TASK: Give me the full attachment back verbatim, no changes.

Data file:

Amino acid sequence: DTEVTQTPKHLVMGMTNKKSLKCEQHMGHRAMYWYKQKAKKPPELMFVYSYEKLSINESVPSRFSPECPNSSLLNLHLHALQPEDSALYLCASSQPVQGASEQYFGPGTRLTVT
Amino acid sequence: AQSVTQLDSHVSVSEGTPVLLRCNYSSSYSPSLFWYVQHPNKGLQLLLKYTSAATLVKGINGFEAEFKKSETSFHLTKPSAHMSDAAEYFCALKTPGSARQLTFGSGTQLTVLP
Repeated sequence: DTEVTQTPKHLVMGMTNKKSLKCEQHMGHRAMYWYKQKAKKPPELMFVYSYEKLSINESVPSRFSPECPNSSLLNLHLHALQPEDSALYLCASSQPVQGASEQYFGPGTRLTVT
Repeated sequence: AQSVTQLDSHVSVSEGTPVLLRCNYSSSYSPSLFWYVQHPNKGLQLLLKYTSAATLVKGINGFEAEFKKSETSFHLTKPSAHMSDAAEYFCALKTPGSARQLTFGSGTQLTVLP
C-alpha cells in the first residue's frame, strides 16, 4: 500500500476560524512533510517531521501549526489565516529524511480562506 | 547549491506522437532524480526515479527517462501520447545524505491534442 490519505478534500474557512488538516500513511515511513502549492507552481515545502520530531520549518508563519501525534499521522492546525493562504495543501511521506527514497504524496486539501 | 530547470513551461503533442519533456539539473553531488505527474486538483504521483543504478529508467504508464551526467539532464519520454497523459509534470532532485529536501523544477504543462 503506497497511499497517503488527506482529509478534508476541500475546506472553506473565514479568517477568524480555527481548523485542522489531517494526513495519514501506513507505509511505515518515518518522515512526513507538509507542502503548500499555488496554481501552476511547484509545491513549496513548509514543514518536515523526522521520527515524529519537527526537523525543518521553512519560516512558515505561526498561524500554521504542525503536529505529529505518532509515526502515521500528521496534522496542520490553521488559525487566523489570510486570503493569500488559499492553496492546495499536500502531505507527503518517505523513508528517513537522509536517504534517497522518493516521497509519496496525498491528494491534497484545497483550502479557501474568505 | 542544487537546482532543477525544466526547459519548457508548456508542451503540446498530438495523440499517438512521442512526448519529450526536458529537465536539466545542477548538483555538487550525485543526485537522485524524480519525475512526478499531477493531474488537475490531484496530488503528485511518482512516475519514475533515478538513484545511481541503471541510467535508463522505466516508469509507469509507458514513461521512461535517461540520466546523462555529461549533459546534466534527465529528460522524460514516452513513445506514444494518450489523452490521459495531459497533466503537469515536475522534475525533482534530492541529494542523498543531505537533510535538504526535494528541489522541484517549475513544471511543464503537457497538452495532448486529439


Amino acid sequence: DTEVTQTPKHLVMGMTNKKSLKCEQHMGHRAMYWYKQKAKKPPELMFVYSYEKLSINESVPSRFSPECPNSSLLNLHLHALQPEDSALYLCASSQPVQGASEQYFGPGTRLTVT
Amino acid sequence: AQSVTQLDSHVSVSEGTPVLLRCNYSSSYSPSLFWYVQHPNKGLQLLLKYTSAATLVKGINGFEAEFKKSETSFHLTKPSAHMSDAAEYFCALKTPGSARQLTFGSGTQLTVLP
Repeated sequence: DTEVTQTPKHLVMGMTNKKSLKCEQHMGHRAMYWYKQKAKKPPELMFVYSYEKLSINESVPSRFSPECPNSSLLNLHLHALQPEDSALYLCASSQPVQGASEQYFGPGTRLTVT
Repeated sequence: AQSVTQLDSHVSVSEGTPVLLRCNYSSSYSPSLFWYVQHPNKGLQLLLKYTSAATLVKGINGFEAEFKKSETSFHLTKPSAHMSDAAEYFCALKTPGSARQLTFGSGTQLTVLP
C-alpha cells in the first residue's frame, strides 16, 4: 500500500476560524512533510517531521501549526489565516529524511480562506 | 547549491506522437532524480526515479527517462501520447545524505491534442 490519505478534500474557512488538516500513511515511513502549492507552481515545502520530531520549518508563519501525534499521522492546525493562504495543501511521506527514497504524496486539501 | 530547470513551461503533442519533456539539473553531488505527474486538483504521483543504478529508467504508464551526467539532464519520454497523459509534470532532485529536501523544477504543462 503506497497511499497517503488527506482529509478534508476541500475546506472553506473565514479568517477568524480555527481548523485542522489531517494526513495519514501506513507505509511505515518515518518522515512526513507538509507542502503548500499555488496554481501552476511547484509545491513549496513548509514543514518536515523526522521520527515524529519537527526537523525543518521553512519560516512558515505561526498561524500554521504542525503536529505529529505518532509515526502515521500528521496534522496542520490553521488559525487566523489570510486570503493569500488559499492553496492546495499536500502531505507527503518517505523513508528517513537522509536517504534517497522518493516521497509519496496525498491528494491534497484545497483550502479557501474568505 | 542544487537546482532543477525544466526547459519548457508548456508542451503540446498530438495523440499517438512521442512526448519529450526536458529537465536539466545542477548538483555538487550525485543526485537522485524524480519525475512526478499531477493531474488537475490531484496530488503528485511518482512516475519514475533515478538513484545511481541503471541510467535508463522505466516508469509507469509507458514513461521512461535517461540520466546523462555529461549533459546534466534527465529528460522524460514516452513513445506514444494518450489523452490521459495531459497533466503537469515536475522534475525533482534530492541529494542523498543531505537533510535538504526535494528541489522541484517549475513544471511543464503537457497538452495532448486529439